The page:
“He just comes across as very elitist and I think that’s going to hurt,” he said.

About 4 out of 10 adults say they are worse off now than they were four years ago, compared with nearly 3 out of 10 who say they are doing better now. Among those who say they’re doing worse, 60 percent say they plan to vote for Romney in November.

Amy Thackeray, 35, of Alpine, Utah, said her husband and five children experienced the economic downturn when it affected her husband’s job. “We’ve dealt with a pay cut,” she said. “We are grateful we still have a job. We live within our means. We save and we feel that in situations like this, it makes us save even more.”

“We need someone with more financial and business experience than what Obama has,” she said. “We need a president who takes one term and makes the hard decisions to put us back on the right track, and I hope it will be Romney.”

The Associated Press-GfK Poll was conducted June 14-18 by GfK Roper Public Affairs & Corporate Communications. It involved landline and cellphone interviews with 1,007 adults nationwide, including 878 registered voters. Results from the full sample have a margin of sampling error of plus or minus 4 percentage points; it is 4.2 points for registered voters.

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Associated Press writer Stacy A. Anderson and News Survey Specialist Dennis Junius contributed to this report.

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Online:

http://www.ap-gfkpoll.com

 

 

How the AP-GfK poll was conducted

 

By THE ASSOCIATED PRESS

 

The Associated Press-GfK Poll on the 2012 presidential election and the economy was conducted by GfK Roper Public Affairs & Corporate Communications from June 14-18. It is based on landline and cellphone telephone interviews with a nationally representative random sample of 1,007 adults, including 878 registered voters. Interviews were conducted with 707 respondents on landline telephones and 300 on cellular phones.

 

Digits in the phone numbers dialed were generated randomly to reach households with unlisted and listed landline and cellphone numbers.

 

Interviews were conducted in both English and Spanish.

 

As is done routinely in surveys, results were weighted, or adjusted, to ensure that responses accurately reflect the population’s makeup by factors such as age, sex, education and race. In addition, the weighting took into account patterns of phone use — landline only, cell only and both types — by region.

 

No more than 1 time in 20 should chance variations in the sample cause the results to vary by more than plus or minus 4 percentage points from the answers that would be obtained if all adults in the U.S. were polled. The margin of sampling error for registered voters is plus or minus 4.2 percentage points.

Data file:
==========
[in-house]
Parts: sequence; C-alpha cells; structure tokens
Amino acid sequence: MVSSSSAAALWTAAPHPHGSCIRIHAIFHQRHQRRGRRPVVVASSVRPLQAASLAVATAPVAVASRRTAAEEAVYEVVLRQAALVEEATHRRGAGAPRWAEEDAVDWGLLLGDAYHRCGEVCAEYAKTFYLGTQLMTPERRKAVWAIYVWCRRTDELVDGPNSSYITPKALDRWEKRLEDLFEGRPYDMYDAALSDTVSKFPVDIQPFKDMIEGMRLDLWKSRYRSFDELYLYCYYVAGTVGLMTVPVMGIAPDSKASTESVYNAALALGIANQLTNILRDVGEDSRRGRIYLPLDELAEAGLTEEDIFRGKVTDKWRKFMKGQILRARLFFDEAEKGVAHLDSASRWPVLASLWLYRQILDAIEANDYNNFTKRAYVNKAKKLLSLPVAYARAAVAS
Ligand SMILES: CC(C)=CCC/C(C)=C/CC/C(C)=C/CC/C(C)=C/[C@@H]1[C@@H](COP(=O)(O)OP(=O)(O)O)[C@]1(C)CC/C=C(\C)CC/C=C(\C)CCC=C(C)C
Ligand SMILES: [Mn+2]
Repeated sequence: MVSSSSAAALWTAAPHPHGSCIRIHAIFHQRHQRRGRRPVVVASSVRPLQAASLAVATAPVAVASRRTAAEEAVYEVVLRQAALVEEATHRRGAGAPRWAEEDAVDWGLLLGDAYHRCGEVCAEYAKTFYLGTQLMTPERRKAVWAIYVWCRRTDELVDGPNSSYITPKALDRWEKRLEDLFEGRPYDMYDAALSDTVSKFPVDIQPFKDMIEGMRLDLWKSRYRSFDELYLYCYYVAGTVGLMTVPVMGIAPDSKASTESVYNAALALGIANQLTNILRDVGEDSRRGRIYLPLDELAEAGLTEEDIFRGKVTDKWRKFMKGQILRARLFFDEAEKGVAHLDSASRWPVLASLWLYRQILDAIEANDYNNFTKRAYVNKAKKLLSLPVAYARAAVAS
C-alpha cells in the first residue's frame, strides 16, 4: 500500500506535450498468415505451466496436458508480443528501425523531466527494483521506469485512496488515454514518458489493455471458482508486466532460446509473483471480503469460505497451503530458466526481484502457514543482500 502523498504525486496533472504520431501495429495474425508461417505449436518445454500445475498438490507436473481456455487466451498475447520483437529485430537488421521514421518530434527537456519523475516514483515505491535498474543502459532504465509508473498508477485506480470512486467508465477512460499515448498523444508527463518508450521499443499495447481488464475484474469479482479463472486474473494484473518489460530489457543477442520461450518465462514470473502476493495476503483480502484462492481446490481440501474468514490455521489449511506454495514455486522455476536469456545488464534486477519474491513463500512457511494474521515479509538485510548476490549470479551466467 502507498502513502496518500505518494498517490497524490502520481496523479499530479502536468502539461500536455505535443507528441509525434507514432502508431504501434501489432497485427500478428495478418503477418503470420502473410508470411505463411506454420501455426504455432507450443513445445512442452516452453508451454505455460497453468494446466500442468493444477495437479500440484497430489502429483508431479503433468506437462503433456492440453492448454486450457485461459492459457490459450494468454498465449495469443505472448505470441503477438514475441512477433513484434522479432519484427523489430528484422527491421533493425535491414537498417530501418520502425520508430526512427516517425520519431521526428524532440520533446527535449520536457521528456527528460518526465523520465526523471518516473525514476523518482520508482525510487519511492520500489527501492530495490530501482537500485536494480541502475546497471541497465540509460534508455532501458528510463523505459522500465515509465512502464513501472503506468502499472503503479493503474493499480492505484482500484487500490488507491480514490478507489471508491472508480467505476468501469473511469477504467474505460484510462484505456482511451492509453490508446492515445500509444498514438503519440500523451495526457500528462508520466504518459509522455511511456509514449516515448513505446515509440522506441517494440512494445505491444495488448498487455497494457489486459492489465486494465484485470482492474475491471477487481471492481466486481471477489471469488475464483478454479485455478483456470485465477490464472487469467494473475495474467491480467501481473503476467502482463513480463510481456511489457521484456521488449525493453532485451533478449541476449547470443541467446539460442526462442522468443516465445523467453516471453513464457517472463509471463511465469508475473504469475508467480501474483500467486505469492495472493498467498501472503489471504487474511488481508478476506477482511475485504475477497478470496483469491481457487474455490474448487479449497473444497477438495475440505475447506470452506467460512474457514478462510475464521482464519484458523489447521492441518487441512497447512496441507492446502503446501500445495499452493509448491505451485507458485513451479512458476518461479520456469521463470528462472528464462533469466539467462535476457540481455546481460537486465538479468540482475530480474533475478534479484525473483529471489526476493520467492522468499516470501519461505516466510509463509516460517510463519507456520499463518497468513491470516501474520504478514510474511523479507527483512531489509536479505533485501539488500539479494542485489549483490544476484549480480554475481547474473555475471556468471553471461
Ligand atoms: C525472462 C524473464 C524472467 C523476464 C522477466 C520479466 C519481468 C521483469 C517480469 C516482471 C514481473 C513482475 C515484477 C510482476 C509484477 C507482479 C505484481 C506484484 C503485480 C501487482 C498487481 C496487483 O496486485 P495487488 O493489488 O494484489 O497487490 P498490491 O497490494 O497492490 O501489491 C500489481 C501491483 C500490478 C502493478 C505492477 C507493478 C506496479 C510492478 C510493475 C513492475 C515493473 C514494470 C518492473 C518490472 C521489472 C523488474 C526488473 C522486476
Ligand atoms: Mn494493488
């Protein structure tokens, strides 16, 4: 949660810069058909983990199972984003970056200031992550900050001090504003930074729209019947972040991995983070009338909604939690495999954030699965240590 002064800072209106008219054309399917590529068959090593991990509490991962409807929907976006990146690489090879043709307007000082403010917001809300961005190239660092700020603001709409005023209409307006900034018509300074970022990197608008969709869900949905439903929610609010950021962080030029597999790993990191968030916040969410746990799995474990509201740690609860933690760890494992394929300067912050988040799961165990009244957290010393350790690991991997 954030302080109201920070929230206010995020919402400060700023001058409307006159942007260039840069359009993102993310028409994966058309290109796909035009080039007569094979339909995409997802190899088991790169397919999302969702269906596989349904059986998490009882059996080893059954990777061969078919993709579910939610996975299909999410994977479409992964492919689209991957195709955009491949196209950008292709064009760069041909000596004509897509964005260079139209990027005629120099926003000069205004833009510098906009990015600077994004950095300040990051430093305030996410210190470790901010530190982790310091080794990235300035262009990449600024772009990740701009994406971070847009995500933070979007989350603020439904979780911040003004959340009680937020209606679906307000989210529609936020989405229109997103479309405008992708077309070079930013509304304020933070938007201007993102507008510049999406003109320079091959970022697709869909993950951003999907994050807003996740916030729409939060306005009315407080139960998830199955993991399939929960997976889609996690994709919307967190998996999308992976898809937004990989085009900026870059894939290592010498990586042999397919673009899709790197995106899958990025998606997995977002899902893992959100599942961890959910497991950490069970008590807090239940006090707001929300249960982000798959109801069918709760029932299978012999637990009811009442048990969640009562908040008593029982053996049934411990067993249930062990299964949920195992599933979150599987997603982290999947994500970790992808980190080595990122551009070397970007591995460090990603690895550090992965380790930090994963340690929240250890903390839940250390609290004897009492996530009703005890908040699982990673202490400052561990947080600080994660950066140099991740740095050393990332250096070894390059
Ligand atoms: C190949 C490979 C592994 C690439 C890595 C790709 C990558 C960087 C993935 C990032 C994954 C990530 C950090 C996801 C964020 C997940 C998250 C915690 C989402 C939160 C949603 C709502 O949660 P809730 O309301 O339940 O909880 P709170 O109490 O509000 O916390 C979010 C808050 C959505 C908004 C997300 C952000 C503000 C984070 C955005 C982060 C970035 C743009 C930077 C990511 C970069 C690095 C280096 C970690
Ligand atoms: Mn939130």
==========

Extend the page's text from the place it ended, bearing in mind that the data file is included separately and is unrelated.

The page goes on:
There are other sources of potential error in polls, including the wording and order of questions.

Topline results are available at http://www.ap-gfkpoll.com and http://surveys.ap.org

The questions and results are available at http://www.ap-gfkpoll.com .

 

AP-Times Square Poll: Shootings Weighed on Americans in 2015
By Verena Dobnik, Associated Press
Mass shootings and attacks weighed heavily on the minds of Americans in 2015, according to a new poll that found most believe this year was worse for the world than last year.A look at the key findings of The Associated Press-Times Square Alliance poll:

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PREOCCUPIED BY MASS SHOOTINGS

Americans say the most important events of 2015 were a string of mass shootings, including the attacks in San Bernardino, California, and Paris, plus Islamic State group atrocities.

Fifty-seven percent of those polled say this year was worse than the last year for the world as a whole, up from the 38 percent asked that question a year ago. Only 10 percent believe 2015 was a better year than 2014, while 32 percent think there wasn’t much difference.

Americans also are much less likely than they were a year ago to believe that the current year was better for the United States — only 17 percent compared with 30 percent a year ago. Thirty-seven percent think this year was worse for the country than last year, while 44 percent don’t think there was much difference.

On a personal level, fewer than a third (29 percent) believe 2015 was better for them than 2014, while 21 percent feel it was worse, compared with 15 percent in 2014.